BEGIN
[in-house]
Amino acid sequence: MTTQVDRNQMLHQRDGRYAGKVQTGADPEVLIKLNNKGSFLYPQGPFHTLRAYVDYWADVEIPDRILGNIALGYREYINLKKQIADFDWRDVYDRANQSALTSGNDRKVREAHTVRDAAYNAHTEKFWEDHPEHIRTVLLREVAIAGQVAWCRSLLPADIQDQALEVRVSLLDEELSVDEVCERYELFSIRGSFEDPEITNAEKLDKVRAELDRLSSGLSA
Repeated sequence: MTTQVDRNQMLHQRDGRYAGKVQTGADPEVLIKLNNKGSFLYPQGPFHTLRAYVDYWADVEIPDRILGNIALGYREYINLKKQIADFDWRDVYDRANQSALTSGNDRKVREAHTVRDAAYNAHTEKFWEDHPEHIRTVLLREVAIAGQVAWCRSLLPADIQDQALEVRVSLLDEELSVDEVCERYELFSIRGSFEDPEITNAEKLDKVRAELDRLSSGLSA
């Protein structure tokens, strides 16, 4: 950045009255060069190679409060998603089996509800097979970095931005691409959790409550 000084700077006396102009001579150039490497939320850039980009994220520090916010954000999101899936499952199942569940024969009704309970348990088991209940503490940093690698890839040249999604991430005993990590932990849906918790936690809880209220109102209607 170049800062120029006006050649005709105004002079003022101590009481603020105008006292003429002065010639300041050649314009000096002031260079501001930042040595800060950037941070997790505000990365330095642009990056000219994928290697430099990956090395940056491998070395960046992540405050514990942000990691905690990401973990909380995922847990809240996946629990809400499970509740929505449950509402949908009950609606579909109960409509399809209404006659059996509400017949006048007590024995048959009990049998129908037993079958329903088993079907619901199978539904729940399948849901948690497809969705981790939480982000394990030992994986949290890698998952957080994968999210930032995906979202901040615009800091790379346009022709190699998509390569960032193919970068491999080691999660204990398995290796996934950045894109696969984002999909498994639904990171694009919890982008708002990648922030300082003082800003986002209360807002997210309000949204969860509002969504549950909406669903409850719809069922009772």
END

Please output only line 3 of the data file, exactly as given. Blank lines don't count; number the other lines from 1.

Repeated sequence: MTTQVDRNQMLHQRDGRYAGKVQTGADPEVLIKLNNKGSFLYPQGPFHTLRAYVDYWADVEIPDRILGNIALGYREYINLKKQIADFDWRDVYDRANQSALTSGNDRKVREAHTVRDAAYNAHTEKFWEDHPEHIRTVLLREVAIAGQVAWCRSLLPADIQDQALEVRVSLLDEELSVDEVCERYELFSIRGSFEDPEITNAEKLDKVRAELDRLSSGLSA